Q: I went into contract on a home last year. I needed an extension for the loan approval, and the sellers gave me the extension.

I also needed to provide title. When I obtained the title report there were problems with the seller’s ability to provide a clear title due to past bankruptcy issues and foreclosure issues.

My attorney at the time said these were probably insurmountable, and my loan commitment expired. However, one month later the seller called to tell us that the title issues were resolved. I told my attorney that I wanted to walk away from the deal.

Now the seller refuses to return my escrow deposit and claims it was my fault. In the meantime the seller sold the property to someone else. Is the seller obligated to return my down payment if he sold property? Do I have to litigate this matter to get my money back?

A: These are questions you should be asking of your attorney. Has he been helping you in this transaction? If he has not been responsive to your questions, you should find an attorney who will be responsive to you.

The first thing you need to review is your real estate contract. The contract will state what happens if a seller is unable to deliver clear title at the time of closing.

Some contracts provide that the seller has thirty days from the date the title report is obtained to clear items that could impair the seller’s ability to close. Other contracts give the seller thirty days from the scheduled closing date to clear up title matters. Still others require the seller to have title cleared by the closing date.

When a seller is given additional time to resolve the title issues, and does resolve them within this time frame, the buyer is then required to close on the property.

If the seller failed to notify you in a timely manner, the contract may state that the contract would terminate and that the seller must return the down payment. If the seller refuses to return the down payment, you have the right to sue the seller to get it back.

On the flip side of the coin, if the seller solved the issues and was within the time limit to correct the issues, get the deal closed and you failed to close, your down payment was at risk and may now be lost.

The contract would state what remedies are available to the seller and to the buyer in case of a default by either party or termination of the contract. You need to review the default and termination provisions of the contract to see where you stand.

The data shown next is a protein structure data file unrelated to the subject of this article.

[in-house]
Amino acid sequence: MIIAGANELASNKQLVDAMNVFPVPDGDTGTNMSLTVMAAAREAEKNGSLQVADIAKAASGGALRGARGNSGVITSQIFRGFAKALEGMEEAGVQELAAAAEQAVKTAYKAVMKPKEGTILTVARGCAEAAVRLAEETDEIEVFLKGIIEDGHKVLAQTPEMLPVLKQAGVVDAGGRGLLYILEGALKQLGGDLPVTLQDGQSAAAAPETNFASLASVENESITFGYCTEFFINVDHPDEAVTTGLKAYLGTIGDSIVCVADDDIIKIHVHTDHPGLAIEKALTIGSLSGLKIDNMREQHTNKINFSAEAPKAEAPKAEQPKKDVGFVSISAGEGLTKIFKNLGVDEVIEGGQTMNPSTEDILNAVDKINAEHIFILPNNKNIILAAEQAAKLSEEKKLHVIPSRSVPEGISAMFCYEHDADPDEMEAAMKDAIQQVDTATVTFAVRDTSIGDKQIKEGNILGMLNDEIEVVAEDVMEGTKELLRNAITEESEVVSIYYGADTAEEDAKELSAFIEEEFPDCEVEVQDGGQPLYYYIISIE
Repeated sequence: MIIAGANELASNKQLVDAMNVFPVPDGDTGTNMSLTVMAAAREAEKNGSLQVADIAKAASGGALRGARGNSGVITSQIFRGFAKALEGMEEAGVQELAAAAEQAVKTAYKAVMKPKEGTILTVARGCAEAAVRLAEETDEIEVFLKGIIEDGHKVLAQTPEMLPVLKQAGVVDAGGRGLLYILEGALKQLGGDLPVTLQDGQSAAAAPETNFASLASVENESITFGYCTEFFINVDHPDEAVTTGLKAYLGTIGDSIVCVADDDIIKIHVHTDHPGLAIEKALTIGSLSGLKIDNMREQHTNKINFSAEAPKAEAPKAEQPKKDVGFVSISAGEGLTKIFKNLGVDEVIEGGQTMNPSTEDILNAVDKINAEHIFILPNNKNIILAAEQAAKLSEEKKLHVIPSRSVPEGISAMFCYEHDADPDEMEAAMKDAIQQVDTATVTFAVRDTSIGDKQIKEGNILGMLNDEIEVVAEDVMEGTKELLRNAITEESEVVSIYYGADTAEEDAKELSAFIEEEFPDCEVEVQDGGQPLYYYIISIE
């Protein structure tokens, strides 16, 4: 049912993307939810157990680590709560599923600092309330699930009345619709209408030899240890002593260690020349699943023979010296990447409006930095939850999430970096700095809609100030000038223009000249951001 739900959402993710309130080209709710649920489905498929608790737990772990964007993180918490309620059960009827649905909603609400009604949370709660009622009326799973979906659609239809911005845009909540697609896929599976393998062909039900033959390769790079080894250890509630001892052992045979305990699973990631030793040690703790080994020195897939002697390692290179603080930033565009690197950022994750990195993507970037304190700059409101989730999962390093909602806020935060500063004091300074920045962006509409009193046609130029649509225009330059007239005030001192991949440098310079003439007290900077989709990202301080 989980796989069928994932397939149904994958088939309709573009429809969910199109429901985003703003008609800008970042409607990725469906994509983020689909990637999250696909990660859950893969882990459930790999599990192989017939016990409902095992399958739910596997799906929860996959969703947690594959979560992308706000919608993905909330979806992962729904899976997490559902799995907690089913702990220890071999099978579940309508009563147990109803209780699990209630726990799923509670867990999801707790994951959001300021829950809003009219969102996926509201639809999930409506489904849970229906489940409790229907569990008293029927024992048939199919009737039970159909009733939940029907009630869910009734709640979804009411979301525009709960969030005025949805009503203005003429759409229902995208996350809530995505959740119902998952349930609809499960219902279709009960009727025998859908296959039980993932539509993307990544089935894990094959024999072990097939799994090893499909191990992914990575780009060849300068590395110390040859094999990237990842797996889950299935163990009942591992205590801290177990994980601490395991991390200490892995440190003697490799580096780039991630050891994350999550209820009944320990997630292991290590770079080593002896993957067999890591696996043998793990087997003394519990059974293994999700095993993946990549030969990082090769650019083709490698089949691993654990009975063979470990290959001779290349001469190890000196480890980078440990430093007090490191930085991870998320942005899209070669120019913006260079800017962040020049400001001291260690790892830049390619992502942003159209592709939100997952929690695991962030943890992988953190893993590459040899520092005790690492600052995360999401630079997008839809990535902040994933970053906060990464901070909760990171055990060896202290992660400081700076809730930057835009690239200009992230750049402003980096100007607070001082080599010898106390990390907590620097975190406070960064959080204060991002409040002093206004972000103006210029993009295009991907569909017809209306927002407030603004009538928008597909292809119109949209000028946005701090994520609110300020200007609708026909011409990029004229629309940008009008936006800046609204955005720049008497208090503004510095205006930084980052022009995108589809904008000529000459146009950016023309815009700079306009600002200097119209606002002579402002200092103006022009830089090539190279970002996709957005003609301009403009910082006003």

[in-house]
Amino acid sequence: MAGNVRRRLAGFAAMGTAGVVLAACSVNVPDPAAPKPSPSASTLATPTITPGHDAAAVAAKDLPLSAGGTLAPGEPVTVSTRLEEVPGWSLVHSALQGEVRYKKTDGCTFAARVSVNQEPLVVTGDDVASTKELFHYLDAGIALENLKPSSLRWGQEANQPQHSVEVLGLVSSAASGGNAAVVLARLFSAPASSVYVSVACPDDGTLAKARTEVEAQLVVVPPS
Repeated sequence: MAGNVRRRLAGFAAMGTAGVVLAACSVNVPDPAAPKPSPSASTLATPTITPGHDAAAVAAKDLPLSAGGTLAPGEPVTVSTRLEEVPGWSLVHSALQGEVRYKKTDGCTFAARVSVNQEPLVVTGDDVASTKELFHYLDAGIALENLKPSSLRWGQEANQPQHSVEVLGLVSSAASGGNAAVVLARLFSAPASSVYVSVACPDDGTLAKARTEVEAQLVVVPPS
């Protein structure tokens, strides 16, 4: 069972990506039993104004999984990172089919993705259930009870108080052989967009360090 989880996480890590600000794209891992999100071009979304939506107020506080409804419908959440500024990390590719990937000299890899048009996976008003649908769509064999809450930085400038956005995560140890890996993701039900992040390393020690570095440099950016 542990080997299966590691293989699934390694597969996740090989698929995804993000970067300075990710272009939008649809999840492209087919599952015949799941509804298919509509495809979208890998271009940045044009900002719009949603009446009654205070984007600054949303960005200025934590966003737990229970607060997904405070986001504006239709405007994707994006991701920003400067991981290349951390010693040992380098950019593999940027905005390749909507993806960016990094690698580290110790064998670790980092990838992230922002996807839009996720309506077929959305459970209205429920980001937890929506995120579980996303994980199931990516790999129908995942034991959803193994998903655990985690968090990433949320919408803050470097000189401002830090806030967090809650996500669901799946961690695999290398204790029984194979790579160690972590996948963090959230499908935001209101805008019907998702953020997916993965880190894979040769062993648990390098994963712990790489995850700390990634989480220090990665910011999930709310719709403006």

If you defaulted, the contract might provide that you lose the down payment. It might also say that the seller is entitled to any damages he or she sustained. If the seller has to prove damages and resold the property, the seller might have little or no damages.

If the seller sold the property for more money than under your contract, he or she would not have been damaged. But if the property sold for less money than you were willing to pay, the seller would be out the difference between your contract price and the price that he or she accepted, plus other expenses.

Finally, contracts sometimes contain a clause which permits the seller to keep the down payment in the event of the buyer’s failure to close on the purchase.

Some states and some courts have voided these terms due to the inherent unfairness of having, perhaps, a huge down payment lost by a buyer when the seller perhaps was not harmed in a material way.

You should sit down with your attorney and review the circumstances in your case, determine if you were required to close, and what the consequences were under the contract if you failed to close. Once you have a better idea as to these facts, you can make a better determination as to whether you are entitled to the return of the down payment.

If you are entitled to get the down payment back and the seller has refused to return it, you should move quickly. You don’t want the seller selling the house, moving across the country and not knowing where to go to get your money back.

If the money is sitting with the real estate broker and the broker won’t release it without the seller’s consent or a court order, you will have an easier time getting the money back if you know where to find the seller.

Published: Jan 2, 2006